Zombies. Multiverse theories. Separately, these topics can be found in different sci-fi or horror movies, but in the outer-space anime, Space Dandy, these subjects highlighted one of the best episodes of Season 1.
In “Sometimes You Can’t Live With Dying, Baby,” Dandy, our space-faring hero and his alien-hunting ragtag crew (including a talking vacuum cleaner-robot, QT, and an anthropomorphic cat-like alien, Meow) accidentally capture a rare (and undead) creature to process for a bounty and no one seems to notice the resulting Zombie outbreak. This too-little, too-late realization of the main characters leads to a different perspective on life (or a lack thereof). In fact, the entire episode feels like nothing but an homage by production studio Bones (creator of Cowboy Bebop and Samurai Champloo). The Season 1 episode was dedicated to George Romero, which originally aired on January 25, 2014, when the accomplished undead director was still alive. Hopefully, he was able to watch the episode or, at the very least, somebody told him about it.
If you haven’t watched Space Dandy, you should absolutely give it a shot. Only running two seasons, the entire series includes 26 episodes that features bizarre outer space adventures, as our trio of characters hope to find and register rare aliens, creatures, monsters and more to pay for their regular visits to their favorite restaurant, Boobies (a galactic fan-service version of Hooters). Space Dandy is a multi-genre show that welcomes first-time anime fans, as well as veteran fans of the genre. It’s great.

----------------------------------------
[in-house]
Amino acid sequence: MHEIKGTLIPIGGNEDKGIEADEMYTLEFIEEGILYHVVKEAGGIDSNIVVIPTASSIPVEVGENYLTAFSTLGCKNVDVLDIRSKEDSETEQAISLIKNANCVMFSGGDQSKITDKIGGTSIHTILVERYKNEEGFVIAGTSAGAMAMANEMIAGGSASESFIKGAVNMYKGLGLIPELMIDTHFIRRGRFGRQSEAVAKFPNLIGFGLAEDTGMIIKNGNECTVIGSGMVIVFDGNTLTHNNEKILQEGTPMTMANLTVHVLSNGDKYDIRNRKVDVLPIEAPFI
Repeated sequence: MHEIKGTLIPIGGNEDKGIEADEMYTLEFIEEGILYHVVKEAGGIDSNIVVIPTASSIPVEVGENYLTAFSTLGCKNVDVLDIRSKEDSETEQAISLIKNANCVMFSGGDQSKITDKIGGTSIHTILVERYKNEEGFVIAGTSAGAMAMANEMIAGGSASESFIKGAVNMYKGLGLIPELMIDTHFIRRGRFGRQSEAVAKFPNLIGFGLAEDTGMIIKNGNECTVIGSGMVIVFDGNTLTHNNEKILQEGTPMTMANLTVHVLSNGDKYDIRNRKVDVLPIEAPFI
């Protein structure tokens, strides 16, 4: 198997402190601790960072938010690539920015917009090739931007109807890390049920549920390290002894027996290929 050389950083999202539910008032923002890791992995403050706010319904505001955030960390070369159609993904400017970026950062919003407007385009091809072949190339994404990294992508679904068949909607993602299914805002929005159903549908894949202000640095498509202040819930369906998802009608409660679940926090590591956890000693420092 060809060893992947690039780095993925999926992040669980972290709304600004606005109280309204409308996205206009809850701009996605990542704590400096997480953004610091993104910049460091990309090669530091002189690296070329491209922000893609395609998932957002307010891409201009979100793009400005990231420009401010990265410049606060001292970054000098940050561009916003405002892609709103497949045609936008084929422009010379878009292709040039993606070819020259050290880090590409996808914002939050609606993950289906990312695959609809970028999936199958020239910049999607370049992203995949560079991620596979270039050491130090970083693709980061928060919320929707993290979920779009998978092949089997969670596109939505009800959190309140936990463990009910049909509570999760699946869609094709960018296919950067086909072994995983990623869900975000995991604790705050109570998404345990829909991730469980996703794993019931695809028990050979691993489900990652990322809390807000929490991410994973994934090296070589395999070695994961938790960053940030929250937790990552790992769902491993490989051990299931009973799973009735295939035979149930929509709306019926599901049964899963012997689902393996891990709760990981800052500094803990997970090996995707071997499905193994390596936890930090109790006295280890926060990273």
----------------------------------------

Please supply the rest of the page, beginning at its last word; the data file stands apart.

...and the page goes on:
When the series originally aired on Cartoon Network’s Adult Swim programming block, we wondered aloud about the show’s loose continuity. And by “loose continuity,” we mean there’s basically nothing, storywise, connecting one episode to another. Each episode is basically an unconnected Monster of the Week space opera intended to showcase psychedelic science fiction and plenty of juvenile humor. From time to time, the show employs a chaos theory to throw a wrench into the characters’ lives. But most importantly, the multiverse is alive and well, as the writers tend to kill off the main characters or have them wind up in ridiculous situations by the episodes’ conclusion, only to have no continuity whatsoever for the next episode.
As a long-time fan of the series, I enjoyed watching the show for the first time, rolling my eyes at the storytelling but loving the characters, nonetheless. Re-watching the Blu-ray complete series, I wish the storylines could have been a bit more connected, but they’re still enjoyable. Initially, I was worried the writers would kill off every version of the characters imaginable and there’d be nothing left, leading to the series’ conclusion. While that never really happened, it might have gotten close, as there’s only 26 episodes. There’s much more than Zombies and multiverse theories spread throughout the show, including existential angst and odd topics like the best ramen in the universe, galactic street racing and the War of the Undies and the Vests (no joke).
If you’re interested in checking out the show, reruns are currently airing on the weekends via the Toonami block on late-night Saturdays/early morning Sundays or you can pick up the exclusive Blu-ray collector’s edition from Funimation’s webpage, complete with extra goodies. Season 1 of Space Dandy is definitely out of this world!